Well again, it was such an unusual experience because it was my first film and Escape From New York was an incredibly complicated action film. They used the old Union Train Station which had fallen into complete disrepair and wasn't used anymore. It was quite a showplace in the fifties and forties. I was a gypsy and the whole Union Station was transformed into a real. How can I say. It was the place the Isaac Hayes character (The Duke) ran. He was in control of the city and that room where the big fight took place was the main hall of the train station. I had a lot of friends who were in the film too. A lot of people I knew in St. Louis were used as extras so it was just an incredible first time experience. I worked on the film for I think two days and hung around probably for another five or six days just hanging around talking to people. Lee Van Cleef (Bob Hauk), Ernest Borgnine (Cabbie), Donald Pleasence (The President). I was smitten by Adrienne Barbeau (Maggie), that's for sure. We all knew her from television. She had been on Maude. It was just a fun experience and I remember my big line was. I had to make Snake get off the table and I had a crossbow. I had buddies in St. Louis for years who would always tease me about my line, "Get up, Snake!, Get up, Snake!" If I remember right, that big scene, get off the table and leading him into the arena. We did that maybe two or three times. The time consuming part of that was once we got him into the arena he had to be put into the ring in the fight and that took forever. That fight with the big hairy guy with the club with nails in it that was quite something. That was a world that was completely new to me. Like I said, I had never been on a film, let alone an action film so seeing how that was done was incredibly interesting. His death and all of that was new and exciting stuff for me and Isaac Hayes back then was iconic. He was only known in the music world so this was a big deal for him to be acting and for him to be there you know, acting and giving his big speech to the hall was. We were all excited by it.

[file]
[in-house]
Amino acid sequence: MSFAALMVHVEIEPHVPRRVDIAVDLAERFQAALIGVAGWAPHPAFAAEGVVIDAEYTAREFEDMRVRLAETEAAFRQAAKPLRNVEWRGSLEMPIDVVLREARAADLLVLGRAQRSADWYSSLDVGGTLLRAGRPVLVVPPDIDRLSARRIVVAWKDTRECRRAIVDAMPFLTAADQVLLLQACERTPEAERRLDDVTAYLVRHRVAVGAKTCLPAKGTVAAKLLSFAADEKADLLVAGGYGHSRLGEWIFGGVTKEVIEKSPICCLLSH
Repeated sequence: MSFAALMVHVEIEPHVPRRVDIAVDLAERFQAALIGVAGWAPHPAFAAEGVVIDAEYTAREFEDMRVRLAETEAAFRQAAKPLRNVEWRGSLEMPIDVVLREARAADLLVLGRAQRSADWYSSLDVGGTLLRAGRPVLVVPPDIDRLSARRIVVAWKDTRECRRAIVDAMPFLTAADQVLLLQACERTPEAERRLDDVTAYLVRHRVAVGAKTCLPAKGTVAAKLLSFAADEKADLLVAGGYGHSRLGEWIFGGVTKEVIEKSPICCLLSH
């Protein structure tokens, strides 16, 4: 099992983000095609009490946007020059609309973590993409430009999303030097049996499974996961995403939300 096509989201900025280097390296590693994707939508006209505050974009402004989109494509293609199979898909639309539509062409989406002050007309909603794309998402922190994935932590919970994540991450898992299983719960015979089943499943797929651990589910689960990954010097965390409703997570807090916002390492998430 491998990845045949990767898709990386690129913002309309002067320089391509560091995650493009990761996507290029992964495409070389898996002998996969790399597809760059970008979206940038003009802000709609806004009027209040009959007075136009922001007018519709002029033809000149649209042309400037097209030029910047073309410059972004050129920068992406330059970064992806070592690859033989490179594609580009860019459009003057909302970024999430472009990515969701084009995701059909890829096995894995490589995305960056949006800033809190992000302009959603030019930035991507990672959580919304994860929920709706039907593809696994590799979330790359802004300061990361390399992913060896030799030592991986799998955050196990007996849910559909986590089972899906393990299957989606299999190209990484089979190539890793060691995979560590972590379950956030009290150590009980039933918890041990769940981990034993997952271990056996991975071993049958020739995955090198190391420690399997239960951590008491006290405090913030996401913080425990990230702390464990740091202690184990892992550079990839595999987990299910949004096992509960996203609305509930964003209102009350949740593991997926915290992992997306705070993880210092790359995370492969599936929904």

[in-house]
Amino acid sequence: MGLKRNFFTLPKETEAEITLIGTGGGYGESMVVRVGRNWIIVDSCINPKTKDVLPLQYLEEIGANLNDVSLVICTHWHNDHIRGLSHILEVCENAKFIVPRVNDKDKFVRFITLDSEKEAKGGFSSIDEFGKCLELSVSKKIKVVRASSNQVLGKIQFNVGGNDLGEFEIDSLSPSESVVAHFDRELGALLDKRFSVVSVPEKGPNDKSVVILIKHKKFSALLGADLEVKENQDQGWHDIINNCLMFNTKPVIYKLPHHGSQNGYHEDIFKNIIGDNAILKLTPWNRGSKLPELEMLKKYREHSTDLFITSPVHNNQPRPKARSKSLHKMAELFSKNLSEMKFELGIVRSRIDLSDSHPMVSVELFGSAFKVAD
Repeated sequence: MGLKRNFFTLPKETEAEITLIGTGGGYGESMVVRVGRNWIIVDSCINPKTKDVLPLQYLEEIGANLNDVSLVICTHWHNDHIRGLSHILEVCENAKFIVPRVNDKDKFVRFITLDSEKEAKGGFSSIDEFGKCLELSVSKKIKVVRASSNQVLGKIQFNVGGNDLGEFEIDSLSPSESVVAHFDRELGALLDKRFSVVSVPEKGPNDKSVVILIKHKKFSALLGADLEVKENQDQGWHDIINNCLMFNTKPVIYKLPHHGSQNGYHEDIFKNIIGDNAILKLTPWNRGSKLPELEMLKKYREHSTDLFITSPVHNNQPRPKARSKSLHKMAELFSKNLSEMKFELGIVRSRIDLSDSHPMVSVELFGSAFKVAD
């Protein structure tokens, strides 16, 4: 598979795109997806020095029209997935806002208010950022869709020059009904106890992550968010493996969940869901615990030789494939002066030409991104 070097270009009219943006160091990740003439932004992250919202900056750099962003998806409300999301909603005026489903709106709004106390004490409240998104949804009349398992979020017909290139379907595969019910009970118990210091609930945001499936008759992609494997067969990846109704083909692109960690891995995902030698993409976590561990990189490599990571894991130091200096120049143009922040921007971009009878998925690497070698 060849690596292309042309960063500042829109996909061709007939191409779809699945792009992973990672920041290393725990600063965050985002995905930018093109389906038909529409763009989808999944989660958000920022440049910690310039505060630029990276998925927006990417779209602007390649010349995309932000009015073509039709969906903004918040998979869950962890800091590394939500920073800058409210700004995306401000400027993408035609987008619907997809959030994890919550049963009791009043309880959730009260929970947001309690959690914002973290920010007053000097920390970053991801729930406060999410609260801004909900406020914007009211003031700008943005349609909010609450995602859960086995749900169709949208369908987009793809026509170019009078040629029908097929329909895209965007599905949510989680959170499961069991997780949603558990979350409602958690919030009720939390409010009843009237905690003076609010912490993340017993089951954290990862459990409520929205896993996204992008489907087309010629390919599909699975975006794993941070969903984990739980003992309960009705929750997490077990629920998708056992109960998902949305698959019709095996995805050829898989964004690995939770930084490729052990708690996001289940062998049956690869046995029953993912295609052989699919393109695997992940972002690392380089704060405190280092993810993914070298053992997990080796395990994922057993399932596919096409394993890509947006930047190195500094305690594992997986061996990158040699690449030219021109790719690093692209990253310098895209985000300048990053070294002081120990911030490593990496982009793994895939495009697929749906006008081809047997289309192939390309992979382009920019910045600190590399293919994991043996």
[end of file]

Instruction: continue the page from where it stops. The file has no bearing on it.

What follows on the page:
The costume designer decided what we we're gonna wear you know. Everything was. I mean, they made real choices because the people who populated the city had to look a certain way. You know, the underlings. If I remember right there were like two different kinds of people that populated the city. Obviously the convicts and then the regular people had been reduced to almost a homeless kind of look you know.


How was the experience working with the cast and crew and what went on behind the scenes?